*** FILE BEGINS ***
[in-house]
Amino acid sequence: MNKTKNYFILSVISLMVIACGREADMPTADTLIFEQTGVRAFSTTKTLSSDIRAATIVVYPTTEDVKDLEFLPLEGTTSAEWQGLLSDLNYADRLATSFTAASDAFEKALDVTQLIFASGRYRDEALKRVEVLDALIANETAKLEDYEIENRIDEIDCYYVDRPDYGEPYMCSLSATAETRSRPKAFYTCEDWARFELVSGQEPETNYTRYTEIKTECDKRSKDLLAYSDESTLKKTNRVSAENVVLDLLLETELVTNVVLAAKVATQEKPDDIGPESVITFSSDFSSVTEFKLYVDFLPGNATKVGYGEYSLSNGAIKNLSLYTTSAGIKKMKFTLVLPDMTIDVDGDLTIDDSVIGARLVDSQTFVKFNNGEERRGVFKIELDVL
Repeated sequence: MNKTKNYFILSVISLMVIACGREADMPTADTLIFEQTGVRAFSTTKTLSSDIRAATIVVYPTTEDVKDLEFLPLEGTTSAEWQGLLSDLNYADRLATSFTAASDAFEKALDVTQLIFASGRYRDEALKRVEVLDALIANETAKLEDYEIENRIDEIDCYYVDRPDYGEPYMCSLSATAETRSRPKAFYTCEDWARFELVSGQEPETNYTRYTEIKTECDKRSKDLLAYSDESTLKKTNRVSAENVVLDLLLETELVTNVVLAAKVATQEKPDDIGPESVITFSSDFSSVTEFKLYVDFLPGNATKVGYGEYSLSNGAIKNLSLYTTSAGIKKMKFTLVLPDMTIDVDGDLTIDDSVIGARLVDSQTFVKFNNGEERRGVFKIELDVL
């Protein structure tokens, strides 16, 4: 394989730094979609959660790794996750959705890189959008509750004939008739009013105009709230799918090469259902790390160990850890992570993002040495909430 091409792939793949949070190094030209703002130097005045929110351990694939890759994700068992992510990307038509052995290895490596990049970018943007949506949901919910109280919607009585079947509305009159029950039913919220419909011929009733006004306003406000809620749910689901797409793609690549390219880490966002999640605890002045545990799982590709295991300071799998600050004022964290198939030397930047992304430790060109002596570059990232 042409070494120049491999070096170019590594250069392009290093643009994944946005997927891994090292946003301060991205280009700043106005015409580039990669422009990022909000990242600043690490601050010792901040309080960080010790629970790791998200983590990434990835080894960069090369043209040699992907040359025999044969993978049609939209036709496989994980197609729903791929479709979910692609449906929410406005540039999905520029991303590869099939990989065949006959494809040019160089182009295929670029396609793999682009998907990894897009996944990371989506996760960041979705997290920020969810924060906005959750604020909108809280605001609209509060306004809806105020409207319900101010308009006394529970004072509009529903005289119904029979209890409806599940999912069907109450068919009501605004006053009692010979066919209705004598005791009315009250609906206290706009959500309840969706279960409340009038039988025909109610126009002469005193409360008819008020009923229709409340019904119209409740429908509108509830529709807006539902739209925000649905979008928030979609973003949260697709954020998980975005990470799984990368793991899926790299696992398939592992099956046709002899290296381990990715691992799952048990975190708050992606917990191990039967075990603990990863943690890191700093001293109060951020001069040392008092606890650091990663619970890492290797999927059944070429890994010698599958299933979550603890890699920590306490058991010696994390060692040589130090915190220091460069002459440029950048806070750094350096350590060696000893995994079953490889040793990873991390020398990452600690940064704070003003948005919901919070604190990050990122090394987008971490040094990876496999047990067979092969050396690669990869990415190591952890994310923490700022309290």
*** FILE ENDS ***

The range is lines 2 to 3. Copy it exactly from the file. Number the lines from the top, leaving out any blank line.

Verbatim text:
Amino acid sequence: MNKTKNYFILSVISLMVIACGREADMPTADTLIFEQTGVRAFSTTKTLSSDIRAATIVVYPTTEDVKDLEFLPLEGTTSAEWQGLLSDLNYADRLATSFTAASDAFEKALDVTQLIFASGRYRDEALKRVEVLDALIANETAKLEDYEIENRIDEIDCYYVDRPDYGEPYMCSLSATAETRSRPKAFYTCEDWARFELVSGQEPETNYTRYTEIKTECDKRSKDLLAYSDESTLKKTNRVSAENVVLDLLLETELVTNVVLAAKVATQEKPDDIGPESVITFSSDFSSVTEFKLYVDFLPGNATKVGYGEYSLSNGAIKNLSLYTTSAGIKKMKFTLVLPDMTIDVDGDLTIDDSVIGARLVDSQTFVKFNNGEERRGVFKIELDVL
Repeated sequence: MNKTKNYFILSVISLMVIACGREADMPTADTLIFEQTGVRAFSTTKTLSSDIRAATIVVYPTTEDVKDLEFLPLEGTTSAEWQGLLSDLNYADRLATSFTAASDAFEKALDVTQLIFASGRYRDEALKRVEVLDALIANETAKLEDYEIENRIDEIDCYYVDRPDYGEPYMCSLSATAETRSRPKAFYTCEDWARFELVSGQEPETNYTRYTEIKTECDKRSKDLLAYSDESTLKKTNRVSAENVVLDLLLETELVTNVVLAAKVATQEKPDDIGPESVITFSSDFSSVTEFKLYVDFLPGNATKVGYGEYSLSNGAIKNLSLYTTSAGIKKMKFTLVLPDMTIDVDGDLTIDDSVIGARLVDSQTFVKFNNGEERRGVFKIELDVL